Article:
NEW YORK (Reuters) – U.S. horse racing announcer Dave Johnson, who called Triple Crown races for ABC television for two decades, on Wednesday sued the makers of Bill Murray’s 2014 film “St. Vincent” for using his signature phrase “and down the stretch they come” without permission.
FILE PHOTO: Cast member Bill Murray arrives for the premiere of the film “St. Vincent” in New York, October 6, 2014. REUTERS/Shannon Stapleton/File Photo
Johnson, 77, a Manhattan resident, accused the film’s distributor Weinstein Co, the producers Chernin Entertainment and Crescendo Productions and other defendants of infringing his 2012 trademark in the phrase, one of the most recognizable in American sports.
The lawsuit does not name Murray as a defendant.
Murray’s character Vincent MacKenna, a grumpy retiree who drank and gambled, used the phrase “in the context of a race and in a clear attempt to imitate” Johnson, the complaint said.
Johnson said this would likely confuse the public, tarnishing his rights to a phrase “inextricably linked” with him.
“I’ve spent my whole life calling races, and that’s something I wanted to protect,” Johnson said in a phone interview from New Orleans, where he is attending Saturday’s Louisiana Derby. “It’s obviously mine. That’s my phrase.”
The lawsuit filed in Manhattan federal court seeks unspecified damages, which Johnson said he would donate to charities associated with horse racing, including for disabled jockeys.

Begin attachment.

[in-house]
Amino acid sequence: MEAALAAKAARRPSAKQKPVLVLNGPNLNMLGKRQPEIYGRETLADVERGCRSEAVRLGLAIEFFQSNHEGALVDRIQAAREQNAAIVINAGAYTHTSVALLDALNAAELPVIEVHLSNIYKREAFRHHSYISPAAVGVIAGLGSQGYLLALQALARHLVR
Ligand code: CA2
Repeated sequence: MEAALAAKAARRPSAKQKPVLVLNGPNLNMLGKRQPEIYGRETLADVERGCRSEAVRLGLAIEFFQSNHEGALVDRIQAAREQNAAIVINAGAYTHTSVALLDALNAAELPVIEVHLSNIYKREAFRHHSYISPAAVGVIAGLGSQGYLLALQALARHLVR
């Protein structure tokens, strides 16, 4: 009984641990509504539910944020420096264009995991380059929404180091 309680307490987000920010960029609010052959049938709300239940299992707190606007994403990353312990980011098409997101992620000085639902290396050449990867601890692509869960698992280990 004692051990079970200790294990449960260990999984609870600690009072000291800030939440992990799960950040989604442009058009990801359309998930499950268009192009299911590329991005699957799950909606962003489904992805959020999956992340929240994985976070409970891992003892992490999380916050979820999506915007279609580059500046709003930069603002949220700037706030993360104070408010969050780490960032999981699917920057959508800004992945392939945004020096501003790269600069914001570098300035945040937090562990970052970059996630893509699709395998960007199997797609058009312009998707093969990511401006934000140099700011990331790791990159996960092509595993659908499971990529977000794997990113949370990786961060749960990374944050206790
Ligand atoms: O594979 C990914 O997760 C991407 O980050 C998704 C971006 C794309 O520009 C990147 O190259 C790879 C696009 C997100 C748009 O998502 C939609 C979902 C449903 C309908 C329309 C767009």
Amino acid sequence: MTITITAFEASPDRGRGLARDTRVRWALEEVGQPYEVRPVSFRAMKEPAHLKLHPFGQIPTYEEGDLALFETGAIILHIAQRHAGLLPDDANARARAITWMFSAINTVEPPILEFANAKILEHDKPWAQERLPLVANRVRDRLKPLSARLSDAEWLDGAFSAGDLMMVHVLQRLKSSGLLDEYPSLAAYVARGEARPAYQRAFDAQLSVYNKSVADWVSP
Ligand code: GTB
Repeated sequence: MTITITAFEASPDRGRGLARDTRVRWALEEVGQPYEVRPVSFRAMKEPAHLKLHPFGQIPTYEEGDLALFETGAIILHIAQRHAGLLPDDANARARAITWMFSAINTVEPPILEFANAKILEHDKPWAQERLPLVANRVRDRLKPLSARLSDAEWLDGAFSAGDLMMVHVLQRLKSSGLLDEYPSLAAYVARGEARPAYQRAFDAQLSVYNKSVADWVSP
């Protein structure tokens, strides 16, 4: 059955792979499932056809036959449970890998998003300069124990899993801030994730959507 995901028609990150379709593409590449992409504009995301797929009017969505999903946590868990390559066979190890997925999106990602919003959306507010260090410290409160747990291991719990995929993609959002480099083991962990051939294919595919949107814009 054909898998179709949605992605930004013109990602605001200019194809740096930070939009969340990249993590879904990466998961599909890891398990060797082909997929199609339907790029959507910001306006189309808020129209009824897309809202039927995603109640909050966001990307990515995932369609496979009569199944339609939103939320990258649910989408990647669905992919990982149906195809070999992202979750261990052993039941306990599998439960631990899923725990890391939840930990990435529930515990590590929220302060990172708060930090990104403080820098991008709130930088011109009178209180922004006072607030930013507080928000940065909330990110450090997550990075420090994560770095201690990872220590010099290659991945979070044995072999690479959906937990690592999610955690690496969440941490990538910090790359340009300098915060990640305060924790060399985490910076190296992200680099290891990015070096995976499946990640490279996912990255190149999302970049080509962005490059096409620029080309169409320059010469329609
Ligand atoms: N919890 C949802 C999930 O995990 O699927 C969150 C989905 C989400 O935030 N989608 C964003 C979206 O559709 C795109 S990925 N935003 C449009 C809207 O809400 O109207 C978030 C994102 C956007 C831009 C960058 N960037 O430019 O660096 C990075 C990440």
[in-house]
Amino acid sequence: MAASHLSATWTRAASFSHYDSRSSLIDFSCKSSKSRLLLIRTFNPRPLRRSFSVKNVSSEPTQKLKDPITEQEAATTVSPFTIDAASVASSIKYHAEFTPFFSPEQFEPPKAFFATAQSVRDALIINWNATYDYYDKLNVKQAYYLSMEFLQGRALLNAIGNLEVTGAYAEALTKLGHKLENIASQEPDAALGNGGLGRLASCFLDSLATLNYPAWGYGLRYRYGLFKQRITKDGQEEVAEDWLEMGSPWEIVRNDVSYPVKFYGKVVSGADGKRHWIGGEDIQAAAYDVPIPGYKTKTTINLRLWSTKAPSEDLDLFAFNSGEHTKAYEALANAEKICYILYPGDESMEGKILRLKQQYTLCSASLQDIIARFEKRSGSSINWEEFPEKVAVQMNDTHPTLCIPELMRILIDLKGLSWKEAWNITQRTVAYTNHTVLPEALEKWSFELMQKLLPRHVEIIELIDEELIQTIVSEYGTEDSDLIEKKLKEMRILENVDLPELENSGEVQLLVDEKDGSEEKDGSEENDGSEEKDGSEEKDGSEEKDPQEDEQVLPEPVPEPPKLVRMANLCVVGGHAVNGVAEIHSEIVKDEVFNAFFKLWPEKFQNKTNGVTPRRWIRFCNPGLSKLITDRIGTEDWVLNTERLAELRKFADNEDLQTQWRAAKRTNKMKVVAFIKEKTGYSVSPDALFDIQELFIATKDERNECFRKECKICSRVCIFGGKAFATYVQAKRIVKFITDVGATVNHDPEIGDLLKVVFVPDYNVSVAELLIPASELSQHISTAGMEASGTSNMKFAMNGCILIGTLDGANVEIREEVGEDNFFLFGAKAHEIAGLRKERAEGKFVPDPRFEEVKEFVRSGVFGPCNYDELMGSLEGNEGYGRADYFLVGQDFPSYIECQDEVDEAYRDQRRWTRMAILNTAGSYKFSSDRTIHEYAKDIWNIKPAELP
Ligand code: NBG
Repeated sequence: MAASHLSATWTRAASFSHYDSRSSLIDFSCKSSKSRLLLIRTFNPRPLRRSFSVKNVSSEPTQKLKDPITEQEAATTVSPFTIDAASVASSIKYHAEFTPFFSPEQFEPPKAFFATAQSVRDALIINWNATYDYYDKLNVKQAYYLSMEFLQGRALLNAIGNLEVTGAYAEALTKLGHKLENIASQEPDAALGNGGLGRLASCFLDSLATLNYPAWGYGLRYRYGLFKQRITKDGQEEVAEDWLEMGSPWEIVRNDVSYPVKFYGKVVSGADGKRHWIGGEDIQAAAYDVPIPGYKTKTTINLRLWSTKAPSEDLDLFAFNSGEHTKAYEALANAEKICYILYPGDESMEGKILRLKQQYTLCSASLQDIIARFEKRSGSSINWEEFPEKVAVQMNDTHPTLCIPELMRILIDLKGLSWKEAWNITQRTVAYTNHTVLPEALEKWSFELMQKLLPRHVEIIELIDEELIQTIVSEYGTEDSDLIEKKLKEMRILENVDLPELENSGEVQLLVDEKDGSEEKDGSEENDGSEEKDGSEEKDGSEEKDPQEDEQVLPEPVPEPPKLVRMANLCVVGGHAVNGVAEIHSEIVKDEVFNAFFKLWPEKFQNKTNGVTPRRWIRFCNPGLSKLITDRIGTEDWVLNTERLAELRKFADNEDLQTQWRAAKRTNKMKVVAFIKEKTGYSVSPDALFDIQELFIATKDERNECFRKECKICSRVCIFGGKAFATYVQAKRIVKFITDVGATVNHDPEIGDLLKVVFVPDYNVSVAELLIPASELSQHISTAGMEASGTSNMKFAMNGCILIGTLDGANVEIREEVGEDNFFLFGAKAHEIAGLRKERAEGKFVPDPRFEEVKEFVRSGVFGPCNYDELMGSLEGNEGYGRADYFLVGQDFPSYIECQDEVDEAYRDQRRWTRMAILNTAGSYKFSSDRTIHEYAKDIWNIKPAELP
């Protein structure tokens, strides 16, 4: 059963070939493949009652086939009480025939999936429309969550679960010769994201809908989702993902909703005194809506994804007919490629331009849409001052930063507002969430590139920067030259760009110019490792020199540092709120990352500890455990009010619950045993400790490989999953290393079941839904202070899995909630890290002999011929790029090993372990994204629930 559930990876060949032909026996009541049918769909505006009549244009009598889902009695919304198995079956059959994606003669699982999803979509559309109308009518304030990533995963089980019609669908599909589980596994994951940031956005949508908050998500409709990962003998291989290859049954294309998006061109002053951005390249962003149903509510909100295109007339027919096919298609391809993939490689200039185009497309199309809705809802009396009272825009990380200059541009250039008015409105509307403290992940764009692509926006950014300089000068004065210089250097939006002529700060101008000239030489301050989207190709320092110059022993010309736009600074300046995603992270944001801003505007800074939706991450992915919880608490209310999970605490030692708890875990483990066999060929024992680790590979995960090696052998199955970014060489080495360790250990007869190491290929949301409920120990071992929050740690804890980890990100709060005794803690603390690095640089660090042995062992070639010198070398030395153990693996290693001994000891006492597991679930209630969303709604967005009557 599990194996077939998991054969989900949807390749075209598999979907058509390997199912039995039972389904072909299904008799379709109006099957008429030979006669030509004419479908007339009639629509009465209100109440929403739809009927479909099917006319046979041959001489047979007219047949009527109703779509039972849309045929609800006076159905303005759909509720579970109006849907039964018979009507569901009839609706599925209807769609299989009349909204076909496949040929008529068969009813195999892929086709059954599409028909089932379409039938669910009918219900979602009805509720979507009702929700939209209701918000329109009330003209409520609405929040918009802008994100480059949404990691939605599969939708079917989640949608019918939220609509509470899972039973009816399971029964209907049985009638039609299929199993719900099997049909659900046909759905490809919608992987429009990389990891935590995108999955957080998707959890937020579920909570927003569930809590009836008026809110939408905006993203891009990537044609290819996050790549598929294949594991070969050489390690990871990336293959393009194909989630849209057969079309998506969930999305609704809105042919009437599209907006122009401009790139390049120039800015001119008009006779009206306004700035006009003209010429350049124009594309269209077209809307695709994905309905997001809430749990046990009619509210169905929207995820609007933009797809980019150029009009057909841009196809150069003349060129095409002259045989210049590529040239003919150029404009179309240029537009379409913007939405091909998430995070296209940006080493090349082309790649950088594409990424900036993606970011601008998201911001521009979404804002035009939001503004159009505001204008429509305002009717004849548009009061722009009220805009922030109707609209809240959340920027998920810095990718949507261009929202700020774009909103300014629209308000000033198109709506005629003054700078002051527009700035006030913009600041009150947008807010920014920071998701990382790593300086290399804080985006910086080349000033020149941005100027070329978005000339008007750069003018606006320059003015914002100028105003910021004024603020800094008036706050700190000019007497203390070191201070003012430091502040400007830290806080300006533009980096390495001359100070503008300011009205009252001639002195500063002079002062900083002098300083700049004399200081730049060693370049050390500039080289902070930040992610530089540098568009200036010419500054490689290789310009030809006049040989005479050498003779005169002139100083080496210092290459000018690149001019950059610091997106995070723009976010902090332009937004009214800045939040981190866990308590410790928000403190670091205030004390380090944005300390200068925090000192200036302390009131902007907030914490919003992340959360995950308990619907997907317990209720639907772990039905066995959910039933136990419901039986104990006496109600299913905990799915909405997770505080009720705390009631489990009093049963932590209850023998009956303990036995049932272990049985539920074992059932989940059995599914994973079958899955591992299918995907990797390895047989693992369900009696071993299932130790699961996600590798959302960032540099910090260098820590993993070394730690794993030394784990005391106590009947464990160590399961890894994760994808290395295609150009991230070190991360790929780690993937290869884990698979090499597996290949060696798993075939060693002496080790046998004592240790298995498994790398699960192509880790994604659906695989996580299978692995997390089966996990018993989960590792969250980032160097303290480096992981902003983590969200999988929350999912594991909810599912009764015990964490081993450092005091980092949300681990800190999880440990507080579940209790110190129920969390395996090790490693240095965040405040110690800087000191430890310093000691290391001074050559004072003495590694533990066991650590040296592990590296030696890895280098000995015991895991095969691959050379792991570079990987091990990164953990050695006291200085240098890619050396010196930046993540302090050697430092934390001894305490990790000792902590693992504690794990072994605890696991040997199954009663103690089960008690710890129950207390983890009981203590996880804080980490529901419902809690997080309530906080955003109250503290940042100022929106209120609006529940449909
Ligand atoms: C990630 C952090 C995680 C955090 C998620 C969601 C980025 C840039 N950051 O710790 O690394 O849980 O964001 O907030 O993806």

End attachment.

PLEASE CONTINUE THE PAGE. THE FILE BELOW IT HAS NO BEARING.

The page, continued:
“St. Vincent” grossed $54.8 million worldwide, according to BoxOfficeMojo.com.
A lawyer for the defendants did not immediately respond to requests for comment.
“‘And down the stretch they come’ embodies all that is good about thoroughbred racing,” Johnson’s lawyer Andrew Mollica said in a phone interview.
Johnson’s use of the phrase involves emphasizing the word “down” as horses turn into the homestretch of a race.
He told Reuters that he began using the phrase in the 1960s, and gave it more of a “rumble” when calling races at Santa Anita Park in California so the crowd could hear him on its decades-old sound system.
“People started to say it back to me,” he said.
The lawsuit references other trademarked signature sports phrases, including late baseball broadcaster Harry Caray’s “Holy Cow!”, basketball broadcaster Dick Vitale’s “awesome baby” and boxing and wrestling announcer Michael Buffer’s “Let’s get ready to rumble!”
Johnson stopped calling the Kentucky Derby, the Preakness and the Belmont Stakes for ABC Television when the races moved to NBC in 2001.
Asked why he did not sue over “St. Vincent” sooner, Johnson said he was not a big movie watcher. “My next-door neighbor told me about it,” he said.
Reporting by Jonathan Stempel in New York; Editing by Nick Zieminski and Lisa Shumaker